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Taxi to Soweto, the 1990s hit comedy movie, flashed through the two sweating men’s minds as they drove towards South Africa’s biggest township early one morning in November 2009.
But the scenario in which Duncan du Toit (39) and Derrick Mommson (31) from the Johannesburg suburb of Greymont found themselves was no comedy. They were racked by tension.
“We told each other: ‘We’re white people here sticking out like sore thumbs in this black area.’ Soweto felt like a different planet. It felt like we were never going to get out alive,” Du Toit said.
In an effort to break the strained atmosphere inside their car they nervously giggled that their old two-door Opel Corsa, with its dented doors, certainly was not out of place in Soweto. “No one in their right minds would hijack us, right?” Du Toit said, joking.
But nothing eased their anxiety. “It was our first time ever in a township,” said Mommson. Ahead of their departure, Du Toit’s mother had added to the panic when she wagged a finger at him and barked: “My kind, jy moet versigtig wees, hulle gaan vir jou doodmaak daar in Soweto!” [My child, you must be careful, they’re going to kill you in Soweto!]
Du Toit and Mommson did not need this to fuel their concern. At the time they already had plenty to worry about. Both had recently discovered that they were infected with HIV and needed treatment urgently and neither had medical aid or money to pay for the antiretroviral drugs (ARVs) they needed to keep them alive. They also could not afford the accompanying laboratory tests that cost almost R3 000 each.
The couple initially approached a public health clinic in Bedfordview for ARVs, but Mommson said they were “sent from pillar to post” to such an extent that they fled the centre, “confused and without hope”.
It was in this frame of mind that the men felt “forced” to make what would eventually be both a physical and a mental journey: from their lower-middle-class and largely white suburb to the Simon Nkoli Health4Men Clinic, run by the Anova Health Institute at the Chris Hani Baragwanath hospital.
They had read about the “gay friendly” facility on the internet—which they did not believe. “A gay-friendly clinic in Soweto? Come on!” Du Toit remembers thinking. But after a tense discussion he and Mommson decided that Simon Nkoli was their only hope.
Once at Baragwanath’s sprawling premises, they could not find the clinic. Their panic mounting, they called receptionist Lucky Mofomakwane for help. He agreed to meet them at a nearby petrol station. “We told him he won’t find it hard to spot us—we’ll be the only two white boys hanging around,” Mommson said. But despite Mofomakwane’s friendliness, Du Toit remained ill at ease. Just a few months before he had been admitted to a public hospital in Brits, where he said he received “horrific” treatment. “I was basically left to die by nurses after a black doctor prescribed the wrong treatment.” Du Toit’s condition deteriorated and, to save his life, his mother “dug deep” to pay R130 000 for a transfer to a private hospital.
When they eventually arrived at Simon Nkoli clinic, Du Toit and Mommson joined a queue of about 50, “mostly unemployed”, HIV-infected people. They tried to avoid eye contact with their fellow patients. “Everyone was staring at us; it felt like we were under a microscope,” said Du Toit. He and Mommson engaged in “meaningless” conversation with each other to try to ignore the scrutiny with which they were being regarded.
After waiting for “hours and hours” Mommson felt his “nightmare was coming true”. His partner, too, was undergoing “intense” mental torture. “In my head I was wondering: ‘Is this God’s punishment for me getting Aids?”’
What the two men did not know was that their presence was causing turmoil similar to what they were enduring. The news that Simon Nkoli clinic was being visited by two white patients had spread like wildfire. It had “alarmed” Dr Oscar Radebe.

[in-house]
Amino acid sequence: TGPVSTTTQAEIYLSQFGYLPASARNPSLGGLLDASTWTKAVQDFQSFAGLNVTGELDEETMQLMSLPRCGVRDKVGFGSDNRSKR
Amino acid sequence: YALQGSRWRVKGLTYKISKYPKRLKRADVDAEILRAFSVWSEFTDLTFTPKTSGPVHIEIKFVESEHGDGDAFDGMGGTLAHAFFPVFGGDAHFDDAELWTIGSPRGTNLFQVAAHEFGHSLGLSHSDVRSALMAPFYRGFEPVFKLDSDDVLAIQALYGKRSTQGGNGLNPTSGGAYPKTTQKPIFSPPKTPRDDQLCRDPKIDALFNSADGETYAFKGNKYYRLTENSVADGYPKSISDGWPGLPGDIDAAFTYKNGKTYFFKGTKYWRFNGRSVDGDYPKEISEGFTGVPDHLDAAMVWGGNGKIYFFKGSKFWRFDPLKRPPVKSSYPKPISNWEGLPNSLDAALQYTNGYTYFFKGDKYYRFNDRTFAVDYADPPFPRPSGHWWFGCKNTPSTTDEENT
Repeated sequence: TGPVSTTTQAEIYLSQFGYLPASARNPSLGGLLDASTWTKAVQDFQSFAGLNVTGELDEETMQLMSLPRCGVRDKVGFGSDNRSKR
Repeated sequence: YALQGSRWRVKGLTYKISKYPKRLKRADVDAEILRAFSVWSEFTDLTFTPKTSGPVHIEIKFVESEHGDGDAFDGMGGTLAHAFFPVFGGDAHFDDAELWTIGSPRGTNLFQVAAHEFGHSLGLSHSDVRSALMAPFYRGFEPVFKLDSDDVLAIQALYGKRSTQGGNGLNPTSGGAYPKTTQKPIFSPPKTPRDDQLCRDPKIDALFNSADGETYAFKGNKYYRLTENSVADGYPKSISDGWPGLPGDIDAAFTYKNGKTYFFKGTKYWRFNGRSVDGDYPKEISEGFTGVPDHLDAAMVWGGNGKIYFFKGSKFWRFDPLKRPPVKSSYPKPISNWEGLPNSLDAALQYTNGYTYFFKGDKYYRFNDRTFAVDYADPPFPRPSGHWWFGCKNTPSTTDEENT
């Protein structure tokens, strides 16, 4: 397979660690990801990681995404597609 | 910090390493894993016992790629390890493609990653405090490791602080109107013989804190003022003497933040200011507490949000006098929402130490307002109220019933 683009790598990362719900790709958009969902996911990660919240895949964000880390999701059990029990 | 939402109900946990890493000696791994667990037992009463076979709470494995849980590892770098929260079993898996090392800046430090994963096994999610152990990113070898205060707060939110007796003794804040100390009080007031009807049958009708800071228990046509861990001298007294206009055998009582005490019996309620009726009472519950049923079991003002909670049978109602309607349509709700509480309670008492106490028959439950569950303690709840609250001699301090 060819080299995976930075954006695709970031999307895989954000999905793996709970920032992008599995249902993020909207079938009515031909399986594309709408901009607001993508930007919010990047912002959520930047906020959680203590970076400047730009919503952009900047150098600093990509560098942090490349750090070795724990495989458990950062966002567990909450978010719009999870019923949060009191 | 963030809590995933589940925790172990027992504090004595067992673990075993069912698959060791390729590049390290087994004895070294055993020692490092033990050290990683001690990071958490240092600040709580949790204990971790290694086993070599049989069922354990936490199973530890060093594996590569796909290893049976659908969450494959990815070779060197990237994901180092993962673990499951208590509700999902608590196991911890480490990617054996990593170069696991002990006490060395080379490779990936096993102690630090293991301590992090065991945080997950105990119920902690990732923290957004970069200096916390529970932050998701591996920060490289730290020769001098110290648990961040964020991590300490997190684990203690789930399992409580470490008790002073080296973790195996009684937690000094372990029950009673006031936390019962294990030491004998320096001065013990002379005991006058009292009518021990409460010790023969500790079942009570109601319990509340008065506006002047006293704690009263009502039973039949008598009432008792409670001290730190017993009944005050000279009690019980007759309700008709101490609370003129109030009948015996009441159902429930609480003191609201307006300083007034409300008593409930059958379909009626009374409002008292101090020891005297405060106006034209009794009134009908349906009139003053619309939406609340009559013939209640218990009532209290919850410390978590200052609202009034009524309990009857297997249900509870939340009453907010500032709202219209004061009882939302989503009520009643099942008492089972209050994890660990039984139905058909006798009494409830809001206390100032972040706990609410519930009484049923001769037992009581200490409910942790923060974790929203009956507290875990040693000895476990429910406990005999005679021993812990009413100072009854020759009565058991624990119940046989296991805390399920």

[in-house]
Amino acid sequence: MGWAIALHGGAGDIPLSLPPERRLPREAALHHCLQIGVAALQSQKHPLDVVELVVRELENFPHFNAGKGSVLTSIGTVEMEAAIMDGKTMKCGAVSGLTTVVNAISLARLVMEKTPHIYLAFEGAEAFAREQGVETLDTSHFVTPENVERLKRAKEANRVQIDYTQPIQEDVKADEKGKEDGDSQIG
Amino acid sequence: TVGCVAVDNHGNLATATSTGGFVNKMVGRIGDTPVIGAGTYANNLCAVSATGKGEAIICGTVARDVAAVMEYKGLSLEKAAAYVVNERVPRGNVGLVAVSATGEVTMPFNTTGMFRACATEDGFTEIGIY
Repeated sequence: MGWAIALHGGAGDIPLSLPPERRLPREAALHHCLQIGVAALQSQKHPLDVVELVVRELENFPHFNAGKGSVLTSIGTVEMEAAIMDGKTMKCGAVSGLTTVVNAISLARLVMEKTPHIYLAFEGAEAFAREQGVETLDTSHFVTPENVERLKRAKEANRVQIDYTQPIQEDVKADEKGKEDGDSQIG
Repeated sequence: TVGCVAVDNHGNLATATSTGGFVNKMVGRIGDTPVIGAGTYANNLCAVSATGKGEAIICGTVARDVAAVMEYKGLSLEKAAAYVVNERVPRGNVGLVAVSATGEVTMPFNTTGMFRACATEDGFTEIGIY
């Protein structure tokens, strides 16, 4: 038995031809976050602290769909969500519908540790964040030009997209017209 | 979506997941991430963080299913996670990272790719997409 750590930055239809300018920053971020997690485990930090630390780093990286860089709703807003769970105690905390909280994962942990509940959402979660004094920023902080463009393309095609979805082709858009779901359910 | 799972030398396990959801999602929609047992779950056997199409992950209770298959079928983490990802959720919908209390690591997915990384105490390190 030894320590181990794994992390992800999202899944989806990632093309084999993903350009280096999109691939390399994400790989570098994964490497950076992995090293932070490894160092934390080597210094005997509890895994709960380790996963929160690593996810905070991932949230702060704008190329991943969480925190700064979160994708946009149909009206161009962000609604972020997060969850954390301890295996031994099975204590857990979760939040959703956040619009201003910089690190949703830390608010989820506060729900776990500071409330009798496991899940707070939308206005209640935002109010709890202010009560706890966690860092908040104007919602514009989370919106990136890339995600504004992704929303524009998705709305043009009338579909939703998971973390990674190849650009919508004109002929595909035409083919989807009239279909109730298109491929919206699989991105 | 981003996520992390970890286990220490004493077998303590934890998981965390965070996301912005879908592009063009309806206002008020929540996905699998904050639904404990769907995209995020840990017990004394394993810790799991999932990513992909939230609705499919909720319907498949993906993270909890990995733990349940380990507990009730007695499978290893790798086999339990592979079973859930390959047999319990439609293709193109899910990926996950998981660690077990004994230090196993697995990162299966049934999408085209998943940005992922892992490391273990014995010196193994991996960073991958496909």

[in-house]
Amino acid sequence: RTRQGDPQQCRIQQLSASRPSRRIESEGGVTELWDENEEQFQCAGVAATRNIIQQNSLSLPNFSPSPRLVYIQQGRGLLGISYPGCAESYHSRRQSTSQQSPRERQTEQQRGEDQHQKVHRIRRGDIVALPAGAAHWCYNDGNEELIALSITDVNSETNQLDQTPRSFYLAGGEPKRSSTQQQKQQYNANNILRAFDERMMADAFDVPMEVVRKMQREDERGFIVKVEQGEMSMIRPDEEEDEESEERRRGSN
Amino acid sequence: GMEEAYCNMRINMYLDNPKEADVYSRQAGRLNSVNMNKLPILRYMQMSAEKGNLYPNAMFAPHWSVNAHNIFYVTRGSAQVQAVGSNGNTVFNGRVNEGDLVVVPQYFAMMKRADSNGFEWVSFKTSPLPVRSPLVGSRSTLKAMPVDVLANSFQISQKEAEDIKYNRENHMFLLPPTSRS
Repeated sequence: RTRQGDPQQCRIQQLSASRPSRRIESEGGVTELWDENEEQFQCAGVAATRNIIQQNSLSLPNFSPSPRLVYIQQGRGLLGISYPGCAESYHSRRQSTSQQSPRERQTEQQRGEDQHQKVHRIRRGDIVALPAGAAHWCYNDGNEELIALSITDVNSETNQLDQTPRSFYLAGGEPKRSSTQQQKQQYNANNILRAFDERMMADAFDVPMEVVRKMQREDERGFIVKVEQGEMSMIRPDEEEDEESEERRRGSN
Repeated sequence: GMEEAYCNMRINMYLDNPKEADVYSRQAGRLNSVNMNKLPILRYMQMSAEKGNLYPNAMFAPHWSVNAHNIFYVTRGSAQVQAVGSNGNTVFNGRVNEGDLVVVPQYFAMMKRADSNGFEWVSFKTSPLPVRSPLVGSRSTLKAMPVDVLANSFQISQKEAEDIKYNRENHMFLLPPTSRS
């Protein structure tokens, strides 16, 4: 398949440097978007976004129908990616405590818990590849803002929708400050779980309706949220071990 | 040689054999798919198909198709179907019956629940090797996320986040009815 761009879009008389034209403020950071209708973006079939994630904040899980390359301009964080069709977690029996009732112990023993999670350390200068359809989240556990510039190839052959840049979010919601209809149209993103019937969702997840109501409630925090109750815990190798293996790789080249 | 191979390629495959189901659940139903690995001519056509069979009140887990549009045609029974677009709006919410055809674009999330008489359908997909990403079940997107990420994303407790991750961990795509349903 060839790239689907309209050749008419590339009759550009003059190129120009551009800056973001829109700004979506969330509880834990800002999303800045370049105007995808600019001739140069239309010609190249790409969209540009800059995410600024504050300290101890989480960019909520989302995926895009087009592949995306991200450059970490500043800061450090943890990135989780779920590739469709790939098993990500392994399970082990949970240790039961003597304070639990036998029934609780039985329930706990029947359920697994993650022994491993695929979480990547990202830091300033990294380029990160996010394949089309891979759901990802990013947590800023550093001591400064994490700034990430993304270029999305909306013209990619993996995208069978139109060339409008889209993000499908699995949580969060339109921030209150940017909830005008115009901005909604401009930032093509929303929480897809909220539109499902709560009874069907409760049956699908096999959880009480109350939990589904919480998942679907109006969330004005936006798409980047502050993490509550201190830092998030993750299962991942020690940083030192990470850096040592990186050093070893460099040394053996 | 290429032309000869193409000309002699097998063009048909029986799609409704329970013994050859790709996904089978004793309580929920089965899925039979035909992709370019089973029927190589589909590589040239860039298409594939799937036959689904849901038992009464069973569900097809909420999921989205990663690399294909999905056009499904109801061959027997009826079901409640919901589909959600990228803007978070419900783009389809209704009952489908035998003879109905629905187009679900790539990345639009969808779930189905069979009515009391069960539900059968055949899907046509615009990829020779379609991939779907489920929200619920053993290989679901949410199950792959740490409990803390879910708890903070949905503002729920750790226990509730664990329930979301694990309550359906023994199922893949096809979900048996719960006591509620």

A few years ago, during his community service, Radebe had several disconcerting experiences with white patients. “One simply refused to be touched by me,” he said. Another declared that he would rather have a white doctor operate on him; once he saved the life of a young white woman who had taken a drug overdose. “She left the hospital without so much as a thank you,” he said, still smarting at the slight.
These experiences “scared” Radebe. “It made me believe white patients mostly don’t think I’m qualified enough to treat them. I felt that a young black doctor like me doesn’t fit their picture [of a competent medical practitioner]. It hurt me.”
Simon Nkoli clinic’s staff members are all black, with the exception of its British manager. Like Radebe, they feared they would not meet Du Toit and Mommson’s expectations. After all, they reasoned, white South Africans had been exposed to the country’s excellent private health sector: how would they compare? The pressure, in a way the facility’s staff had not felt before, was on them to deliver a quality service to the two whites.
In the waiting room Du Toit and Mommson slowly moved to the front of the queue. But after many hours of waiting, both men still felt “intimidated by everything”—not least the “loud” isiZulu of their fellow patients that assailed their ears and of which they understood not a single click.
Then a young black man appeared. The waiting room fell silent. “This is obviously the doctor,” Du Toit thought. “This is it,” thought a perspiring Mommson—simultaneously relieved and terrified by the sight of the doctor.
Then something happened that shocked the men and, said Du Toit, caused them to glance at each other in “total surprise”: the doctor called out both their names. Noticing their reaction, Radebe told them: “I can consult with you guys as a couple, if that’s what you prefer.”
In white Johannesburg, said Du Toit and Mommson, their doctor had never behaved in this way. He always insisted on seeing them separately, never acknowledging that they were a gay couple and always seeming uncomfortable in their presence.
Du Toit and Mommson entered the consulting room. As they took their seats Radebe asked them: “So, hoe het julle die pad Soweto toe gevind?” [“So, how was the road to Soweto?”] This young black man working in the dark bowels of Baragwanath was speaking to them in perfect Afrikaans. Again the white men looked at each other. Again they were “caught totally off guard, not knowing what to think”, Du Toit said.
Radebe asked them at length about their backgrounds. “Our previous GP would hardly greet us, then get straight into our medical problem. Dr Radebe wanted to know about us as people. He asked: ‘Where are you guys from? Tell me about your family. Are you scared today?’”